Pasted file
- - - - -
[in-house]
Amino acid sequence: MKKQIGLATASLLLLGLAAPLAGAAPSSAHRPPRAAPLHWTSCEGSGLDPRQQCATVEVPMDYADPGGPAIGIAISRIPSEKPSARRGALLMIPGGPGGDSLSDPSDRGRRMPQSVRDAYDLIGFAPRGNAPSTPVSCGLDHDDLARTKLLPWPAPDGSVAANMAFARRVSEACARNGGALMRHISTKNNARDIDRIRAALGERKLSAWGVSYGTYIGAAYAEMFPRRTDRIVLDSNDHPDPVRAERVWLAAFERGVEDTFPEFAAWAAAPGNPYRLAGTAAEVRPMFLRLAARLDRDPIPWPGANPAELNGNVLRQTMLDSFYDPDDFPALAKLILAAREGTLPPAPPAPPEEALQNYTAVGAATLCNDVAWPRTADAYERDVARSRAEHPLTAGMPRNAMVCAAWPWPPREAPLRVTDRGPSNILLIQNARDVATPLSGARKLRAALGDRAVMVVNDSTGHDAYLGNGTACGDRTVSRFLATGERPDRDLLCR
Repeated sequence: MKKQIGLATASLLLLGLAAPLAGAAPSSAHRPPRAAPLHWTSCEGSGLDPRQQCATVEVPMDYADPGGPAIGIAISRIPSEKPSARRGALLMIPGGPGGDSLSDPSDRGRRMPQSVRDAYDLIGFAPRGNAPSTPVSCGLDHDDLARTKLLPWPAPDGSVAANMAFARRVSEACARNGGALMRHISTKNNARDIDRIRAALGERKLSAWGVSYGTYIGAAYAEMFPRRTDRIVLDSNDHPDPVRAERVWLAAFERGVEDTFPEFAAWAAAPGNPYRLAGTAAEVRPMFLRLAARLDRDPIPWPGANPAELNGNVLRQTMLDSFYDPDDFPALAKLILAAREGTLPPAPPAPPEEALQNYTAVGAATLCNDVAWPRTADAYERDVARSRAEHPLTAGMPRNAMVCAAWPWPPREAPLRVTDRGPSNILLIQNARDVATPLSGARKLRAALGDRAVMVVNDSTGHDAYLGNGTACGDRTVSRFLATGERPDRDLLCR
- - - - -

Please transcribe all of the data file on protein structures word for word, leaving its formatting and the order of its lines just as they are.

[in-house]
Amino acid sequence: MKKQIGLATASLLLLGLAAPLAGAAPSSAHRPPRAAPLHWTSCEGSGLDPRQQCATVEVPMDYADPGGPAIGIAISRIPSEKPSARRGALLMIPGGPGGDSLSDPSDRGRRMPQSVRDAYDLIGFAPRGNAPSTPVSCGLDHDDLARTKLLPWPAPDGSVAANMAFARRVSEACARNGGALMRHISTKNNARDIDRIRAALGERKLSAWGVSYGTYIGAAYAEMFPRRTDRIVLDSNDHPDPVRAERVWLAAFERGVEDTFPEFAAWAAAPGNPYRLAGTAAEVRPMFLRLAARLDRDPIPWPGANPAELNGNVLRQTMLDSFYDPDDFPALAKLILAAREGTLPPAPPAPPEEALQNYTAVGAATLCNDVAWPRTADAYERDVARSRAEHPLTAGMPRNAMVCAAWPWPPREAPLRVTDRGPSNILLIQNARDVATPLSGARKLRAALGDRAVMVVNDSTGHDAYLGNGTACGDRTVSRFLATGERPDRDLLCR
Repeated sequence: MKKQIGLATASLLLLGLAAPLAGAAPSSAHRPPRAAPLHWTSCEGSGLDPRQQCATVEVPMDYADPGGPAIGIAISRIPSEKPSARRGALLMIPGGPGGDSLSDPSDRGRRMPQSVRDAYDLIGFAPRGNAPSTPVSCGLDHDDLARTKLLPWPAPDGSVAANMAFARRVSEACARNGGALMRHISTKNNARDIDRIRAALGERKLSAWGVSYGTYIGAAYAEMFPRRTDRIVLDSNDHPDPVRAERVWLAAFERGVEDTFPEFAAWAAAPGNPYRLAGTAAEVRPMFLRLAARLDRDPIPWPGANPAELNGNVLRQTMLDSFYDPDDFPALAKLILAAREGTLPPAPPAPPEEALQNYTAVGAATLCNDVAWPRTADAYERDVARSRAEHPLTAGMPRNAMVCAAWPWPPREAPLRVTDRGPSNILLIQNARDVATPLSGARKLRAALGDRAVMVVNDSTGHDAYLGNGTACGDRTVSRFLATGERPDRDLLCR